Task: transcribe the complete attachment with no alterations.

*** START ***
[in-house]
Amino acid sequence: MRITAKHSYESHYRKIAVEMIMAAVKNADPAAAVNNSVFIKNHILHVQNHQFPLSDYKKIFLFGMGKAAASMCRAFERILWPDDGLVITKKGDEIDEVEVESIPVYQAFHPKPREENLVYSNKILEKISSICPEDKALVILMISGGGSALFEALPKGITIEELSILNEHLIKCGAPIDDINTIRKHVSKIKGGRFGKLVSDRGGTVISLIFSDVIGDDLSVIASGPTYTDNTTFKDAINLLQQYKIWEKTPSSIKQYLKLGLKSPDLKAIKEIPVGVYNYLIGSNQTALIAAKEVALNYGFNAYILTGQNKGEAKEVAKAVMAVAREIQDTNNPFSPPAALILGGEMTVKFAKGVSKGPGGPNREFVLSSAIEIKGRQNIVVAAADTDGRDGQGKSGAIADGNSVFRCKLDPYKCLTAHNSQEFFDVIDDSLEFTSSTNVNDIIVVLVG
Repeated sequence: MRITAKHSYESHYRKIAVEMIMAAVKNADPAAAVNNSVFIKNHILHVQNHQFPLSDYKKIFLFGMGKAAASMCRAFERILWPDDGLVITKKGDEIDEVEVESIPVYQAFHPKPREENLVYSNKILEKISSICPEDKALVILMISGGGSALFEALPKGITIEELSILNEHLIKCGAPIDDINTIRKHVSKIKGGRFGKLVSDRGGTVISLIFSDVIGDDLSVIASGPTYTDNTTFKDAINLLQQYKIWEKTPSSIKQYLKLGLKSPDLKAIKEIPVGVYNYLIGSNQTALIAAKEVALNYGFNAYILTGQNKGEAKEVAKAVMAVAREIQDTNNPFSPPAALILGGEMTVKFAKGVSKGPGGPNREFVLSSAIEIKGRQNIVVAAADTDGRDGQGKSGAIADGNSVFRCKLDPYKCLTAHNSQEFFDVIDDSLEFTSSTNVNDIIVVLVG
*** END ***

[in-house]
Amino acid sequence: MRITAKHSYESHYRKIAVEMIMAAVKNADPAAAVNNSVFIKNHILHVQNHQFPLSDYKKIFLFGMGKAAASMCRAFERILWPDDGLVITKKGDEIDEVEVESIPVYQAFHPKPREENLVYSNKILEKISSICPEDKALVILMISGGGSALFEALPKGITIEELSILNEHLIKCGAPIDDINTIRKHVSKIKGGRFGKLVSDRGGTVISLIFSDVIGDDLSVIASGPTYTDNTTFKDAINLLQQYKIWEKTPSSIKQYLKLGLKSPDLKAIKEIPVGVYNYLIGSNQTALIAAKEVALNYGFNAYILTGQNKGEAKEVAKAVMAVAREIQDTNNPFSPPAALILGGEMTVKFAKGVSKGPGGPNREFVLSSAIEIKGRQNIVVAAADTDGRDGQGKSGAIADGNSVFRCKLDPYKCLTAHNSQEFFDVIDDSLEFTSSTNVNDIIVVLVG
Repeated sequence: MRITAKHSYESHYRKIAVEMIMAAVKNADPAAAVNNSVFIKNHILHVQNHQFPLSDYKKIFLFGMGKAAASMCRAFERILWPDDGLVITKKGDEIDEVEVESIPVYQAFHPKPREENLVYSNKILEKISSICPEDKALVILMISGGGSALFEALPKGITIEELSILNEHLIKCGAPIDDINTIRKHVSKIKGGRFGKLVSDRGGTVISLIFSDVIGDDLSVIASGPTYTDNTTFKDAINLLQQYKIWEKTPSSIKQYLKLGLKSPDLKAIKEIPVGVYNYLIGSNQTALIAAKEVALNYGFNAYILTGQNKGEAKEVAKAVMAVAREIQDTNNPFSPPAALILGGEMTVKFAKGVSKGPGGPNREFVLSSAIEIKGRQNIVVAAADTDGRDGQGKSGAIADGNSVFRCKLDPYKCLTAHNSQEFFDVIDDSLEFTSSTNVNDIIVVLVG